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Compared to Senate Bill 1406, &#39Cash for Clunkers&#39 is Small Potatoes

Recent economic headlines have gone to the programs that help people afford new cars, but far greater money is going to a facility for a more needy cohort of Americans -- food stamps. Included in new agricultural legislation passed by the Senate yesterday is a 12 percent increase for nutritional assistance, including a $7 billion increase to pay for the 50 percent greater usage of food stamps in 2009. Today one in nine people, or 34.4 million, are participating. Both the proportion and the number are records.

In its most current report, as of May 2009, the Department of Agriculture says that 34.4 million people are participating in the Supplemental Nutrition Assistance Program (SNAP), better known as food stamps. The average for 2008 was 28.4 million, and the increase from May 2008 is about 22%.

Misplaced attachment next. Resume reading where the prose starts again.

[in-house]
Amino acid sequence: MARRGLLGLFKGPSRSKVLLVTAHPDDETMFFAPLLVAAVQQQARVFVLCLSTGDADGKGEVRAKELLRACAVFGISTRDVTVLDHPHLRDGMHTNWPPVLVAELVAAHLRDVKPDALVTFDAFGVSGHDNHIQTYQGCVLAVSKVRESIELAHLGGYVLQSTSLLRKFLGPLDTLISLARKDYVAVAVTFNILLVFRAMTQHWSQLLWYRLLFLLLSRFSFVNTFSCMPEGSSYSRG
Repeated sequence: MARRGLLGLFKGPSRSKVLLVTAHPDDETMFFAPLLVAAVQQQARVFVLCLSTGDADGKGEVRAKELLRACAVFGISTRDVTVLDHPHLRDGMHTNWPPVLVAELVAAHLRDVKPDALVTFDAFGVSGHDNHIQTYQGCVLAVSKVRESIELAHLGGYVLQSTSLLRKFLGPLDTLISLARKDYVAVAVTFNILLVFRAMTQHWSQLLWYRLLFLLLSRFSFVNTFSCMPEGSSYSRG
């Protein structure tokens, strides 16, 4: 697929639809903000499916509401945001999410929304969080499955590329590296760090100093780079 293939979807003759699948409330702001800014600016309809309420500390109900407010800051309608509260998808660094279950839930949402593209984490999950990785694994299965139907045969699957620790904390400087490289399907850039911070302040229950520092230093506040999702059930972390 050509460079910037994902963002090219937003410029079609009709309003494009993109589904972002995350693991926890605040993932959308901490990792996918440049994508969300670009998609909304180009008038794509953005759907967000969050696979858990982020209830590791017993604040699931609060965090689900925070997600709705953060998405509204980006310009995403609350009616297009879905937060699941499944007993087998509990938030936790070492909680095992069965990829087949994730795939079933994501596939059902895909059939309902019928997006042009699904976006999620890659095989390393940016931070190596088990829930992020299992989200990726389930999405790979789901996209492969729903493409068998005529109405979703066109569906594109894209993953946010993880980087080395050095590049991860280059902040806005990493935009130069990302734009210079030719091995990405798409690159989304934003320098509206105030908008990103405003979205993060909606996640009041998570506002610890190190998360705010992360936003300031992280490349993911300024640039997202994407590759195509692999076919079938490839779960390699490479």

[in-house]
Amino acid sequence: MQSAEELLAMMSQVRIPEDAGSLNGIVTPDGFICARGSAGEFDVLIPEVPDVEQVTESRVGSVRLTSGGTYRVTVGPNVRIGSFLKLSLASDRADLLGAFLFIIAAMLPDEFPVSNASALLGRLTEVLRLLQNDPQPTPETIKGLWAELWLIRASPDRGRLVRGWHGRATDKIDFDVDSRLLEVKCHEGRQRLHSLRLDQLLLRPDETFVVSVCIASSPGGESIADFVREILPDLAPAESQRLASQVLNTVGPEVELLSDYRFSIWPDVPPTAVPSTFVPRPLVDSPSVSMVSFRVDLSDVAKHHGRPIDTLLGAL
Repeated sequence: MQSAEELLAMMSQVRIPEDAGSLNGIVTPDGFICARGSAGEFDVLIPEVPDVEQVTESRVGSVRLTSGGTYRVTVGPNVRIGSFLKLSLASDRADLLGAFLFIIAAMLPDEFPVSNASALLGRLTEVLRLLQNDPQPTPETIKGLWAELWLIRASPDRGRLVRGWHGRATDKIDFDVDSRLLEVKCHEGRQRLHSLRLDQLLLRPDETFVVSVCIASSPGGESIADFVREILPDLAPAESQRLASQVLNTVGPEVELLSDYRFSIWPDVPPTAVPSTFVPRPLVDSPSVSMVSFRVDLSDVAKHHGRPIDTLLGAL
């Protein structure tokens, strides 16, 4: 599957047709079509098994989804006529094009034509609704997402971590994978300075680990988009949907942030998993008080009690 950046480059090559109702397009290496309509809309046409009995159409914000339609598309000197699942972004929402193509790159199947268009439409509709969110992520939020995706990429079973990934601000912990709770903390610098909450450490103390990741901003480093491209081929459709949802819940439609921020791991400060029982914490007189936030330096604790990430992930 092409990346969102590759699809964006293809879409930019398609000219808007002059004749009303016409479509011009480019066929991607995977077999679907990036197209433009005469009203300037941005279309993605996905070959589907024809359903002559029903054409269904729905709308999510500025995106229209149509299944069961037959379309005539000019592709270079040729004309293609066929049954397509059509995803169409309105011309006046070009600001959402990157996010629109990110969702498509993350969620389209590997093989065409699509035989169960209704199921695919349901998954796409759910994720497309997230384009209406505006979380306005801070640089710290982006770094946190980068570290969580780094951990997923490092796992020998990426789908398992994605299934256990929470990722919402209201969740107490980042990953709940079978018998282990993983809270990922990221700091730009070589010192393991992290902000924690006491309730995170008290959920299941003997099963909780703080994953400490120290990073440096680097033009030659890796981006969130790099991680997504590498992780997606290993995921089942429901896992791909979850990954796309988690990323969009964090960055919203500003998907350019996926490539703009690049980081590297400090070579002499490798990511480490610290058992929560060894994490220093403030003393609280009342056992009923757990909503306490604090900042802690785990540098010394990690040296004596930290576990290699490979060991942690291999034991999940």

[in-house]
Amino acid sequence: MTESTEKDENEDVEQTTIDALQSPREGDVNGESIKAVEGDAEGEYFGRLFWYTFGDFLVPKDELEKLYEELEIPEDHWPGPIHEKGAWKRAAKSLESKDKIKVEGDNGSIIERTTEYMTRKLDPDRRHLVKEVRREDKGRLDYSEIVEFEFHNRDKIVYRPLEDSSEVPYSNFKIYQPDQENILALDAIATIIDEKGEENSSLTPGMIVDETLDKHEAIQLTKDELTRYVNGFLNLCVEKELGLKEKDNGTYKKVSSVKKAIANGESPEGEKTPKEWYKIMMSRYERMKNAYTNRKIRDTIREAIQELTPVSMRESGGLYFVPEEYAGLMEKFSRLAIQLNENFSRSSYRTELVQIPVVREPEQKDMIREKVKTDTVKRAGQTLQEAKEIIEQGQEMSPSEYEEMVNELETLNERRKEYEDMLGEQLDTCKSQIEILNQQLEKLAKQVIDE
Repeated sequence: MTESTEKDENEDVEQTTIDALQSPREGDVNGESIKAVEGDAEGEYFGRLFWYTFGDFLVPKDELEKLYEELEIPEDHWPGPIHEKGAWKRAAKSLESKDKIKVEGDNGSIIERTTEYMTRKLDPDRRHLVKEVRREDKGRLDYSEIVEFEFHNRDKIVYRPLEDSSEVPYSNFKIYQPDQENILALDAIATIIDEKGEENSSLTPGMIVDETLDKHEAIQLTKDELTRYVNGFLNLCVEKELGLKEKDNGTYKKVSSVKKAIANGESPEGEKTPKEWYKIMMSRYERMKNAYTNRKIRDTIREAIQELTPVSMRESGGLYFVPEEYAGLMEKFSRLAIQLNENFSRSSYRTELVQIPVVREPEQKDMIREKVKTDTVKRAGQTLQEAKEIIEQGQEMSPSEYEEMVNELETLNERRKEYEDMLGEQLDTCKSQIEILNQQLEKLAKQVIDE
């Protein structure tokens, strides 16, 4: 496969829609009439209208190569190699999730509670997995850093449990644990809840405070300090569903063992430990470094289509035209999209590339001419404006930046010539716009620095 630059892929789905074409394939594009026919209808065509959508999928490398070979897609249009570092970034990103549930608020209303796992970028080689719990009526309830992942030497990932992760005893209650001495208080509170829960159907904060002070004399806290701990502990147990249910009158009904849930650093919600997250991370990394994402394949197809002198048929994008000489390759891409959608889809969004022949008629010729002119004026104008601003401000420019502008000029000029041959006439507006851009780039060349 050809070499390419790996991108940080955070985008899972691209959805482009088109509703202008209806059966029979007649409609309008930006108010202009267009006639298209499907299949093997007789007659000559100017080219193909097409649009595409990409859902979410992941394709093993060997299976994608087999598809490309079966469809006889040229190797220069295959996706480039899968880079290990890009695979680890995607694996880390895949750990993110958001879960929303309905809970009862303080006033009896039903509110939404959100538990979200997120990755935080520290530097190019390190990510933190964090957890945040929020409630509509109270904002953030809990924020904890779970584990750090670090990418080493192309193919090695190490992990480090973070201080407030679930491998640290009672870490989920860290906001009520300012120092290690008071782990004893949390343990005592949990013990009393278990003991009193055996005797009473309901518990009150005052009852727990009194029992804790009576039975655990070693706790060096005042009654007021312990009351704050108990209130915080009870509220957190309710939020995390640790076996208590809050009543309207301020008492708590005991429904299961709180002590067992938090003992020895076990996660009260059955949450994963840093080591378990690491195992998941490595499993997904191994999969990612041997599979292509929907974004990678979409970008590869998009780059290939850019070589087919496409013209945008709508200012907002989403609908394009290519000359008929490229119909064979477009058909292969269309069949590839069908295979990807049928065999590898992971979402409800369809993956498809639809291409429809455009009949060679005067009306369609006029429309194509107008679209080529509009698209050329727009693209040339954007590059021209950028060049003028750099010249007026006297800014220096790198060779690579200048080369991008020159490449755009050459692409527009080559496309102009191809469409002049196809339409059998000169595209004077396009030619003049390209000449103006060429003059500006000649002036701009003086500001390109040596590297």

The benefits people are drawing have increased even faster: about 31% per household, to $295 per month in 2009. In total the recent bill increases food stamps and other assistance programs to $86 billion for 2009.

The increase comes at a time when unemployment benefits are running out for many people, even after the first extension.

Food stamps are not a runaway program. The number of people drawing benefits has increased over time, but decreased as a percentage of the population. And it's cyclical with the economy, and of course affected by legislation too (for some reason 1994 was especially high, at about 10 percent). But the recent tally of 34.4 million people, or 11 percent of the population, seems to be the highest ever, even compared to the recessions of the early 1980s.

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